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15 December, 2001

Walking out to the SPASE shack today was difficult. Due to the intense winds, snow and low clouds made visibility next to nothing. The only way to travel forward was to follow the bamboo flag markers that indicated the path to the Dark Sector.

Once I arrived at the tank, I opened the hatch of the lid to observe how the ice was forming. Since the sun was not visible due to the white conditions, it was difficult to assess the condition of the forming ice. However, on the surface numerous bubbles were apparent. I hope that the bubbles are restricted to the upper layers of the ice, for too many bubbles will make obtaining data difficult.

Inside the SPASE Shack, I worked with Serap on setting up the instrumentation for the detector. In order for the optical modules to operate, a high voltage must be run through them. Determining exactly which voltage to use was the goal of today's work. Too much voltage and the signal would be saturated by noise. Too little voltage and the signal would be too weak to detect.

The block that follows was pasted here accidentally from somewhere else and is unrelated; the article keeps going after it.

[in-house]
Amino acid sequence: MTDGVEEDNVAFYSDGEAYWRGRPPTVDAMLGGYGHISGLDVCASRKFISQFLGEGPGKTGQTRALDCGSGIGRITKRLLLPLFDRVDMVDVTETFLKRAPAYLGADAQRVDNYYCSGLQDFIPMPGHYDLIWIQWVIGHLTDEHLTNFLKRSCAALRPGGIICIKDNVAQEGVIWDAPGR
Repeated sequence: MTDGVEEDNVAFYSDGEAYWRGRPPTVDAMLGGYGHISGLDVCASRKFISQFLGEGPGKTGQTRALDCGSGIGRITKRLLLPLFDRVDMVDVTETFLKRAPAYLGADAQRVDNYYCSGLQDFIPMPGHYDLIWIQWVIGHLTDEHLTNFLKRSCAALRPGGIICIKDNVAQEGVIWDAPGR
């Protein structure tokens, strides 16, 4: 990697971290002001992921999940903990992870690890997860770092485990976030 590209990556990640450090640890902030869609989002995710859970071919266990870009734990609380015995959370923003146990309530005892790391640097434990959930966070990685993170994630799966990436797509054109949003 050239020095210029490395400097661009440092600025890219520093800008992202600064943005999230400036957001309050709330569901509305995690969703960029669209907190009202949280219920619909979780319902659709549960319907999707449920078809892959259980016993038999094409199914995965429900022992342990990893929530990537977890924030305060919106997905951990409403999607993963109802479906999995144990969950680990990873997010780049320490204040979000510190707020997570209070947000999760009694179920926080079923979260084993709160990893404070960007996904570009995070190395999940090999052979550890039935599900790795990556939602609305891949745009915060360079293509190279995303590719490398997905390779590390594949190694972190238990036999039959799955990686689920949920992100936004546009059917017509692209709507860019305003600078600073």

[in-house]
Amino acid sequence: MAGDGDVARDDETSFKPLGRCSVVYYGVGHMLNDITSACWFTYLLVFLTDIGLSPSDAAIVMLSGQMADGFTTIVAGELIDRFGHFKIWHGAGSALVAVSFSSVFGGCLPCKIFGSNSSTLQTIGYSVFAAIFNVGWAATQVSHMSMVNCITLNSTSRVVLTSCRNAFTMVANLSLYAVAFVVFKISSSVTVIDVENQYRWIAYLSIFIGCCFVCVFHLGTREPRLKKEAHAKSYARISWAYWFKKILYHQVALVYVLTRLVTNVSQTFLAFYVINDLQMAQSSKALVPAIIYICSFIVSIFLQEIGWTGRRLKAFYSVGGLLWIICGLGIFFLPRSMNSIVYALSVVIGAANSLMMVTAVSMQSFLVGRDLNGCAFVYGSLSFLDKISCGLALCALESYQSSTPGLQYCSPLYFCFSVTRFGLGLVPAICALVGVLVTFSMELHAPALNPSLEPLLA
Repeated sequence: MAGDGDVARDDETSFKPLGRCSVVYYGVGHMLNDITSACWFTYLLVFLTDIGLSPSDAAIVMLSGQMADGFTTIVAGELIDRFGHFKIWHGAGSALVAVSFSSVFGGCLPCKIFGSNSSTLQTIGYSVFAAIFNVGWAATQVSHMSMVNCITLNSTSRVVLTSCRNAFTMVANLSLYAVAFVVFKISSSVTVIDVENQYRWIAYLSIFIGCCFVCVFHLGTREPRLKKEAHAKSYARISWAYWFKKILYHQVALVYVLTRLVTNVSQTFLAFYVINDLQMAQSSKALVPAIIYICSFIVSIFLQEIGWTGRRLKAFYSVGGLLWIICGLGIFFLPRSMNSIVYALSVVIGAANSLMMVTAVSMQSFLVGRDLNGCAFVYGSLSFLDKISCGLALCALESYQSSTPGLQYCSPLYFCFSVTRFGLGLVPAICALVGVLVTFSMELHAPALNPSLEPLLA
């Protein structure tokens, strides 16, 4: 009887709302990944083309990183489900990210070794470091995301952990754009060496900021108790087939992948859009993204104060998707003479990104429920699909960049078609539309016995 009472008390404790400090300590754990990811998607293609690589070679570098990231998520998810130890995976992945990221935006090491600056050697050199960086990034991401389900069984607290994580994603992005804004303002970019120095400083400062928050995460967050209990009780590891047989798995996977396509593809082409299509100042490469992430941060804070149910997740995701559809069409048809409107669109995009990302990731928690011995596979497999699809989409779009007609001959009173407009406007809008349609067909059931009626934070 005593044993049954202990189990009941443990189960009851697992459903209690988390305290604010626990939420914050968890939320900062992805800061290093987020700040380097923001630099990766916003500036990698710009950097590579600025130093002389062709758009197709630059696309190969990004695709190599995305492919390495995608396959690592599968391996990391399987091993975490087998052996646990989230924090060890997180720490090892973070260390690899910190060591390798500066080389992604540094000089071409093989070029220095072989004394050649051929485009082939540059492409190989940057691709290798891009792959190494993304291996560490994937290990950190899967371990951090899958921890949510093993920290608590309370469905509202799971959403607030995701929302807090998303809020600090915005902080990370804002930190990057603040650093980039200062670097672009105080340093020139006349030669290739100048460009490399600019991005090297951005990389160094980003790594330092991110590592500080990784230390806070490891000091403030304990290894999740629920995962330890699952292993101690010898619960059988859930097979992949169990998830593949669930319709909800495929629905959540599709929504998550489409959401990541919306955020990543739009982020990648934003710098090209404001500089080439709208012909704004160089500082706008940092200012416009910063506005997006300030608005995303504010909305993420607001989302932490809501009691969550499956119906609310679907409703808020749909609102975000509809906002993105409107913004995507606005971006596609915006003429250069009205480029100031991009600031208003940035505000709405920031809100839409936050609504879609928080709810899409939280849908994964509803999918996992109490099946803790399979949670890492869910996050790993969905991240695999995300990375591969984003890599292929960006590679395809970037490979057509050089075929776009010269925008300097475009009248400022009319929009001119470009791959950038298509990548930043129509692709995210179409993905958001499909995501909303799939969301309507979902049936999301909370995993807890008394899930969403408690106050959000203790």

We started at 900 volts and then took a count of the pulse emitted by each optical module. The pulse rate is measured in Hertz, or number of pulses per second. After recording the data, we raised the voltage and conducted another count. The data we recorded was placed in a graph so we could visually see where the optical modules were operating optimally. This type of work takes time, so we will have to spend a few days at it in order to obtain all of the necessary data.

Biological Data

Saturated Oxygen: 94%

Pulse Rate: 83

Weather Data

Temperature: -25.1 F

Wind Chill: -53.7 F

Serap turning on the high voltage to the optical modules.

Dr. Xinhua Bai, an astroparcticle physist from Bartol Research Institute.

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